A position on a board of directors generally has been the ultimate goal of the "salaryman," but that is changing. Recent times have been a period of hardship for boards of Japanese corporations. A revision of Japan's Commercial Code in 1993 made it easier for stockholders' representatives to file lawsuits. Directors now are being held accountable for scandals involving their companies. The management reforms being implemented by many companies have resulted in a widespread decrease in the number of directors. Salarymen no longer aspire to the position of director as they once did; the chances of becoming a director are decreasing as well.
These changes may be unfortunate for those who wish to become directors, but they are essential if corporate Japan is to keep up with the changes in the market. Furthermore, these reforms are long overdue, and, if present trends continue, the way Japanese companies are managed will change dramatically in the coming years.
ECONOMIC WHITE PAPER SUGGESTS PERSISTENT PROBLEMS by Douglas Ostrom
The Japanese economy's surprising 7.9 percent annualized growth in the January-March period (see JEI Report No. 23B, June 18, 1999) has given an enormous boost to economic confidence among a cross section of business and government leaders. However, some Economic Planning Agency policymakers remain guardedly optimistic at best. The drafters of EPA's annual economic white paper, released July 16, take note of the latest encouraging statistics but still adopt an extraordinarily cautious view of the economy's prospects and even acknowledge, albeit somewhat indirectly, past policy mistakes.
JAPANESE SECURITIES FIRMS HOPE TO RIDE INTERNET TSUNAMI by Jon Choy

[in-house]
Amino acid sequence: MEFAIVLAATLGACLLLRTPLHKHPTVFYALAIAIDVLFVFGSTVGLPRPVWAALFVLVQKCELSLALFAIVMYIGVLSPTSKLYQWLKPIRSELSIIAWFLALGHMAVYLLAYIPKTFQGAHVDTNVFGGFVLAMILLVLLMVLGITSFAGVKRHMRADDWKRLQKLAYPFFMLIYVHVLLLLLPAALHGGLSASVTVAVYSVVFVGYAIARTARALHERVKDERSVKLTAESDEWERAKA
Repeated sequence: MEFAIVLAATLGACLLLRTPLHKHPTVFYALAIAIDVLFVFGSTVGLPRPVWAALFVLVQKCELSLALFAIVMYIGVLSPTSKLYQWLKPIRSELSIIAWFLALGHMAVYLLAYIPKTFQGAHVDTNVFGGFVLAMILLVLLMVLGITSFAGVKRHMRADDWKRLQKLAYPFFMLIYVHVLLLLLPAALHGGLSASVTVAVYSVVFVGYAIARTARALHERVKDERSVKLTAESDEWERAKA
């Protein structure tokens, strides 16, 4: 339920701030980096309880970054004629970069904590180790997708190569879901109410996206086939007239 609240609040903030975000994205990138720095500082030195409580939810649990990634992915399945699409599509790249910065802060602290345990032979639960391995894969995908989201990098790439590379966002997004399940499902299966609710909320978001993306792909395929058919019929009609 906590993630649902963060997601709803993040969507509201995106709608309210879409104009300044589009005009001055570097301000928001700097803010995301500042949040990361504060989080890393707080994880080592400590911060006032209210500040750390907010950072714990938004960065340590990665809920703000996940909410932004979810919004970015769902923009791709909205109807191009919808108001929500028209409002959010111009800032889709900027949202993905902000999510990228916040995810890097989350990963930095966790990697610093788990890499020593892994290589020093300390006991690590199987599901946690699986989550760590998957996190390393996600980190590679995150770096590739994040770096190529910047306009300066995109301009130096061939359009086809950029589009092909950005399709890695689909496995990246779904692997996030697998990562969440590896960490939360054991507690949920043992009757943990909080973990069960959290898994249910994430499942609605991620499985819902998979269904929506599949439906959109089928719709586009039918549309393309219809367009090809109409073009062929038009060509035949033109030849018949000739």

The Internet and the World Wide Web are rapidly transforming how business is done, a fact that Japanese securities companies are discovering firsthand. Japan's stock-trading world already was facing major changes as a consequence of Tokyo's Big Bang financial market deregulation and restructuring blueprint (see JEI Report No. 22A, June 11, 1999). Well before brokerage houses have tested and implemented strategies designed to cope with the most significant Big Bang reforms, on-line interaction and electronic commerce are reshaping the securities playing field into an environment even more estranged from the one in which they prospered during the postwar era. The shift to Internet-based trading not only plays to the strengths of foreign brokerage firms but also has attracted deep-pocketed nonsecurities firms to the market.
TOKYO THREATENS TO FREEZE KEDO AID AMID REPORTS OF PLANNED MISSILE LAUNCH by Barbara Wanner
Japanese policymakers and other influentials clearly seem on edge as the one-year anniversary approaches of North Korea's August 1998 test of a multistage rocket over northern Honshu. In the time since Pyongyang launched what Tokyo contends was a ballistic missile but the closed, Stalinist regime insists was a commemorative satellite booster, North Korean participants often have been recalcitrant during four-way peace talks with the United States, South Korea and the People's Republic of China (see JEI Report No. 3A, January 22, 1999). Adding to Japan's worries, Pyongyang sent suspected spy ships into Japanese waters last March, an intrusion that forced Tokyo to take the unprecedented step of dispatching Maritime Self-Defense Force vessels in a failed attempt to interdict the ersatz fishing boats (see JEI Report No. 13B, April 2, 1999).
JAPAN, MEXICO TO STRENGTHEN INVESTMENT TIES by Marc Castellano
Japan and Mexico agreed July 16 to hold preparatory talks this fall to discuss the creation of a bilateral investment protection treaty. High-level officials from the two countries met in Tokyo for two days in an effort to enhance cooperation in trade, investment and other areas. It was the first round of a regular dialogue created by Prime Minister Keizo Obuchi and Mexican President Ernesto Zedillo at their November 1998 summit.